.....In the East, Gen. J. Johnston continues to strengthen his position along the Rappahannock line, while Gen. Jacksons corps still controls the entrance to the Valley. Gen. Magruder has won a small engagement against enemy forces on the James Peninsula. With luck this thorn in our side will be eleminated in a matter of days. Gen. Pemberton has closed with Gen. Burnside's command north of Savannah.....

[CENTER]Image
Rappahannock Line, March 30, 1862[/CENTER]

.....In the West, Gen.A.S. Johnston has assembled his army north of Corinth, MS. and appears to be moving north to engage Gen. Grant's seperated corps',
though communications from that theater have been spotty. I hope to hear from him on his intentions soon. He has secured his supply line to Chattanooga and may have sufficient force to.....

[CENTER]Image
Corinth-Chattanooga rail corridor and Gen. A.S. Johnstons line of advance, March 30, 1862[/CENTER]

War Department Report, late March 1862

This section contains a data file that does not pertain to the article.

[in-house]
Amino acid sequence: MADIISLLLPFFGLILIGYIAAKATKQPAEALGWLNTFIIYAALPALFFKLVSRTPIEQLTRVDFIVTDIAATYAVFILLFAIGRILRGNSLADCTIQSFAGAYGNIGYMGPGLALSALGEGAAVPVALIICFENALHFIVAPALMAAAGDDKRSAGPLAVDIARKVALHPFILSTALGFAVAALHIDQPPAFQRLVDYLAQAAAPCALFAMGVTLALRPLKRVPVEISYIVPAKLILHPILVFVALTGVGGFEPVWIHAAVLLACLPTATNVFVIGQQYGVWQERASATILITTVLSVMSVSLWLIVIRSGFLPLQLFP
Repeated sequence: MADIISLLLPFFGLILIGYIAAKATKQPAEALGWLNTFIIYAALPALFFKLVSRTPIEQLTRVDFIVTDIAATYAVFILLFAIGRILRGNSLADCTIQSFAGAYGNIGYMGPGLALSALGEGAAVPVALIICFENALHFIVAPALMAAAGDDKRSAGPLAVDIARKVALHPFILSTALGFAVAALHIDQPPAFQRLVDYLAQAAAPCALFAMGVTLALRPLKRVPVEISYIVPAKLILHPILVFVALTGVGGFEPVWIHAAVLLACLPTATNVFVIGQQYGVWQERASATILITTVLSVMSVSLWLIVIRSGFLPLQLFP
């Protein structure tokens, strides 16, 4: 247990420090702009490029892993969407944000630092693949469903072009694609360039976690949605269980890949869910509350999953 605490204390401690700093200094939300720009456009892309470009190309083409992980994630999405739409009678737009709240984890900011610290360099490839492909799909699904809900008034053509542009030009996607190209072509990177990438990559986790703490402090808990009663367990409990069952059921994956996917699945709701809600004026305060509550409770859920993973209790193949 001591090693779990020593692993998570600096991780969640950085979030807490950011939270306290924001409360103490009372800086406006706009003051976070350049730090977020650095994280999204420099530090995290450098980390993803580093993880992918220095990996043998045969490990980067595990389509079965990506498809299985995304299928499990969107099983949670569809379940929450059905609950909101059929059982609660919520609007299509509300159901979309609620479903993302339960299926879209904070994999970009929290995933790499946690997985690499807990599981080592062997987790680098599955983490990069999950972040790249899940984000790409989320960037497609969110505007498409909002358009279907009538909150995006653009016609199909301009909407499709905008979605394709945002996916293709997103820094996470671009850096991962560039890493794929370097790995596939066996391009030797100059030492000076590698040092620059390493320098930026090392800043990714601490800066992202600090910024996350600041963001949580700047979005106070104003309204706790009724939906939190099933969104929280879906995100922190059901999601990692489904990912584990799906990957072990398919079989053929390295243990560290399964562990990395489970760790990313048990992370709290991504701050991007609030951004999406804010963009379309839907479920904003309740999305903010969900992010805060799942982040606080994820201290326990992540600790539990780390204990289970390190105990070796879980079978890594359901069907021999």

Mr. President, we have begun raising new replacement companies and militia regiments to augment existing forces, but I must warn you that lack of new conscripts is not our primary concern. We currently have the arms and uniforms to equip barely a third of our available manpower. Something must be done to increase our base of war materials or we will be fielding empty regiments. As it is many of the men are forced to use their own inadequate private arms and ammunitions.....

[CENTER]Image
Reinforcements and replacements for April 1st, 1862[/CENTER]

Personal Notes
Great news for the late March turn right off the bat.